When you have a situation like what we’re experiencing in Texas now, where we have an almost total ban on abortion, you see that your freedom is restricted. We have counties saying that you can’t drive through the county if you’re going to use those roads to access an abortion – that’s not freedom. How are we going to enforce that?

But also the ongoing assaults on the right to vote that have been going on for some time, that have been put on steroids since the last election based on the big lie. I was there on January 6th. I saw how close we came to losing our democracy. We have to restore that right and protect our democracy going forward.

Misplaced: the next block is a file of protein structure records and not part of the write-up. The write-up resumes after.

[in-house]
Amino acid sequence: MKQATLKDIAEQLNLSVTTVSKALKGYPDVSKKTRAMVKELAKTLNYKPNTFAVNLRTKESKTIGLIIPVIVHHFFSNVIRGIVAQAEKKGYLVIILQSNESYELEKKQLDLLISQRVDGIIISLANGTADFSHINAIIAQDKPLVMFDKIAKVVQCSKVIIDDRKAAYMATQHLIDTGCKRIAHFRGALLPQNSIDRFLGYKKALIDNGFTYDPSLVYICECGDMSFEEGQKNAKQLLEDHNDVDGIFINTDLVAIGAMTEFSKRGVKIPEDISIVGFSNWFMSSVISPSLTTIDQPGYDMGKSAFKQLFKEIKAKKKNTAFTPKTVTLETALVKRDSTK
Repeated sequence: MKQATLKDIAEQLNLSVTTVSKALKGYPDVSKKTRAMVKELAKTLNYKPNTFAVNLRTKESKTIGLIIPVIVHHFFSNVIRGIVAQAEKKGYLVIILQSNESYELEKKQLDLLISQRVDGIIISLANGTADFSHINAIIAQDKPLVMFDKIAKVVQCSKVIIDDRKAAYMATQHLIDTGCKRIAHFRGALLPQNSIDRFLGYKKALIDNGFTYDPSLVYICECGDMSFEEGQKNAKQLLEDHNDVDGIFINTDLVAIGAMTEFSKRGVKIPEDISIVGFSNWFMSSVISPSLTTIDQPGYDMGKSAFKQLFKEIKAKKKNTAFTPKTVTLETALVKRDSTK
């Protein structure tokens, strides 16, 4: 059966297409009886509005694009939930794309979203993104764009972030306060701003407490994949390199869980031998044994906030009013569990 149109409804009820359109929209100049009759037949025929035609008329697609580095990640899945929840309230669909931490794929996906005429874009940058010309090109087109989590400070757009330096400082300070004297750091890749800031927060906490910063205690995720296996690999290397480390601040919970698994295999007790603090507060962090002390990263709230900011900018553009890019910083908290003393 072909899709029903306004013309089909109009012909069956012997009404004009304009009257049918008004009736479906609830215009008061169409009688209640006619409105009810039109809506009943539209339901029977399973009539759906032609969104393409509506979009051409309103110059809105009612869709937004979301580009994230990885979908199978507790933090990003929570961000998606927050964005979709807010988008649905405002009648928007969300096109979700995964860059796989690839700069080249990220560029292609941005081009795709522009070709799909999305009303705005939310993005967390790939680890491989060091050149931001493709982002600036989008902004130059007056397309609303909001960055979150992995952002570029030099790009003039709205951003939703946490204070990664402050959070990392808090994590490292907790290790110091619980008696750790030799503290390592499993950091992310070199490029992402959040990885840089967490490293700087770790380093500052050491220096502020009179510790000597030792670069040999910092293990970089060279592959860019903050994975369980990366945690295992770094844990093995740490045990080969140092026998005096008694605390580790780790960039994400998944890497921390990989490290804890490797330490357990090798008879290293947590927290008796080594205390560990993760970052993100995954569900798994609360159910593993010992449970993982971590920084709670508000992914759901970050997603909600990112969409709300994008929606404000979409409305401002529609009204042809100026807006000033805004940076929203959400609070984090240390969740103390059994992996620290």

But also your freedom to, if you work hard and play by the rules, that you should be able to get ahead. And that’s increasingly harder for Texans across our state. And so I will make sure that we lower your health care costs as we expand coverage, that we invest in the job programs that allow you to chase your version of the American dream.

What would you say to those still trying to decide how they want to vote in the primaries?  

I’m a fourth-generation Texan. I was born and raised in Dallas by a single mother who was a public school teacher. It was a big deal for my family when I got a scholarship to play football at Baylor University. It was surprising to me that I got a chance to play in the NFL.

And I’ve served my state both as a voting rights lawyer, and now in my sixth year in Congress, in a way that I think has shown that it’s possible to work with others to get things done while also standing up for our values.

We have a senator who for 12 years now has divided us up, pitted us against each other, who abandoned us when 30 million Texans were freezing in the dark. Who attacked our democracy on Jan. 6. Somebody who I think doesn’t reflect our values.